Gary Kelley: Mostly, and a lot of those are Harlem Hellfighters. There weren't enough photos from the right point of view to use all of them, but half are real Hellfighters. There's a guy in there who's a young artist who stops by to see me often, and I drew him, too.

I tried to make sure, even though facial structure doesn't evolve that quickly, that the faces were photographs from that period. There might have been a basketball team from the 1920s as a jumping-off place. I love the research part of it. Patrick's great for research, too. I'll take whatever I can use, but visually, I read a lot of background material, more than I have to--I love that part of it. If Patrick tips me off to a book I'll go after it. I have my own library of 1,000 books or so; I don't do much with Google. If I got in a bind I would, but I love the thrill of the chase, trying to find just the right face. I don't copy the photograph; I try to make it mine. I don't want anyone to look at one of my pieces and say, I know that photograph. For World War I there's a ton of photography available.

Obviously there are some pieces in the book that are intentional, like the Delacroix image. Whether it's the train or guys working, I'll deliberately avoid the high-profile photos that most of us have seen.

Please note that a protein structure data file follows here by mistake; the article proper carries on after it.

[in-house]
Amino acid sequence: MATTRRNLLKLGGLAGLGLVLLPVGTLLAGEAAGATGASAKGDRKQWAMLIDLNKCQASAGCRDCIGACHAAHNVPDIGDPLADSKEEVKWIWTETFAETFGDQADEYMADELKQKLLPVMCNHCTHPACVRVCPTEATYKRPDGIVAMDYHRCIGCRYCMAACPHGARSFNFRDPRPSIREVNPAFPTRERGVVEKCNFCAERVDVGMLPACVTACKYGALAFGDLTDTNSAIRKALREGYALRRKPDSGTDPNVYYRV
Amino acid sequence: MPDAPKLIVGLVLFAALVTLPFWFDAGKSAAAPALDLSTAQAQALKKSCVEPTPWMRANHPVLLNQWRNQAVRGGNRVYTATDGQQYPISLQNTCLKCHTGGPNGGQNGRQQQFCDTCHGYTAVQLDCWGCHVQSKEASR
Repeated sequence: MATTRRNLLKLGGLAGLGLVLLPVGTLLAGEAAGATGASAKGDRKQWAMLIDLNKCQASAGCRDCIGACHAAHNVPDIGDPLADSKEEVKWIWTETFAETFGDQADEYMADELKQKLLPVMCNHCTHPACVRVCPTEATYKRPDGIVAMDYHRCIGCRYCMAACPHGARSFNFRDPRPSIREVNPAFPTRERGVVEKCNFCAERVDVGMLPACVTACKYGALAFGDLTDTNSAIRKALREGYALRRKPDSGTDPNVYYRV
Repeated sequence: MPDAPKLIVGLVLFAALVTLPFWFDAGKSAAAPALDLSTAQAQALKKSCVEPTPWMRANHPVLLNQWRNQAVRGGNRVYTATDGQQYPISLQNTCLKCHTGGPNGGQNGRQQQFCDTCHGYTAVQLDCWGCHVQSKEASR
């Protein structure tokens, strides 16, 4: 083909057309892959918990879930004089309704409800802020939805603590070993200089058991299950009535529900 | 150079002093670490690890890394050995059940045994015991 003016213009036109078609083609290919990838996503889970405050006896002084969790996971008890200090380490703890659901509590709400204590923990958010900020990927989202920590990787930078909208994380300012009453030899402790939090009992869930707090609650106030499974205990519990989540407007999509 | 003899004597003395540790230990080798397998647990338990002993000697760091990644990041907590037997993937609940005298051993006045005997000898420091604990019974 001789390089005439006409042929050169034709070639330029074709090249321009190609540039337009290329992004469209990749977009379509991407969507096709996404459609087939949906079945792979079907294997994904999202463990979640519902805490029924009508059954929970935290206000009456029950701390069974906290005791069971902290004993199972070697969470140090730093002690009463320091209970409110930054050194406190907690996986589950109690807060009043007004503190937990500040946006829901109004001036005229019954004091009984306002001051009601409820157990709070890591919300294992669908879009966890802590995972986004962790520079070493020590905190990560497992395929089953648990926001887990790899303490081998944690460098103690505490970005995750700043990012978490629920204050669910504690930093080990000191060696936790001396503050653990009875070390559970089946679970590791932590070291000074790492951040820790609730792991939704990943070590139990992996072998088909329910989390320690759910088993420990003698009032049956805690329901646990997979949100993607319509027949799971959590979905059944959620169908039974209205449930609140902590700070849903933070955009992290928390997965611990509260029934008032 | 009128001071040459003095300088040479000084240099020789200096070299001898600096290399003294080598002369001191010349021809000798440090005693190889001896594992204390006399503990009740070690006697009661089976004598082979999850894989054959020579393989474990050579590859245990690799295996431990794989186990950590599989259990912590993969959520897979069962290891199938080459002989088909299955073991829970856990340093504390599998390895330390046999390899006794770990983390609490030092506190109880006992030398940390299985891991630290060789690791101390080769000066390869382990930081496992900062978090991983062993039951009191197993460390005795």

Gary Kelly

Let's talk about that image inspired by Delacroix. The contrast between that very still image that precedes it and the action-packed scene of the men on the battlefield, which pays homage to Delacroix, is so striking.

GK: With the Delacroix image, that was my idea, but it came directly from Pat's words, when he finished that page with "Vive la France!" That image came to mind, they're fighting under the French flag, and all the poses were ideal for them. I would never do that without having the artist's notes in the back. I did the notes because I thought I should, but a librarian friend said they love to cross that with the art department, the music department.

What about the image of the Middle Passage?

JPL: Gary wanted to depict a dreamlike illustration in which the other ship is a slave ship. It's imagined by the soldiers on the Pocahontas.

Did your work in pastels for this book--and for And the Soldiers Sang--make that dreamlike aspect possible?

GK: The fog and the softness, the color range--you can do all that with oil, but you'd have to work a lot larger, probably. With the Paganini book for Creative Editions, Dark Fiddler, a light went off in my head. I'd spent a good part of my life drawing, and working in oils without a lot of line work. Pagnini was such a gnarly character, it seemed like he'd do well in a gnarly line drawing. And the Soldiers Sang seemed like an extension of that. You're seeing a lot more outline drawing in Soldiers and in Hellfighters than you would have seen early on. Going back to my first book, Sleepy Hollow, in the early 1990s--that was a lot softer, then I did The Necklace right after that, and that's a lot softer. There's no line drawing showing through. I need to keep exploring.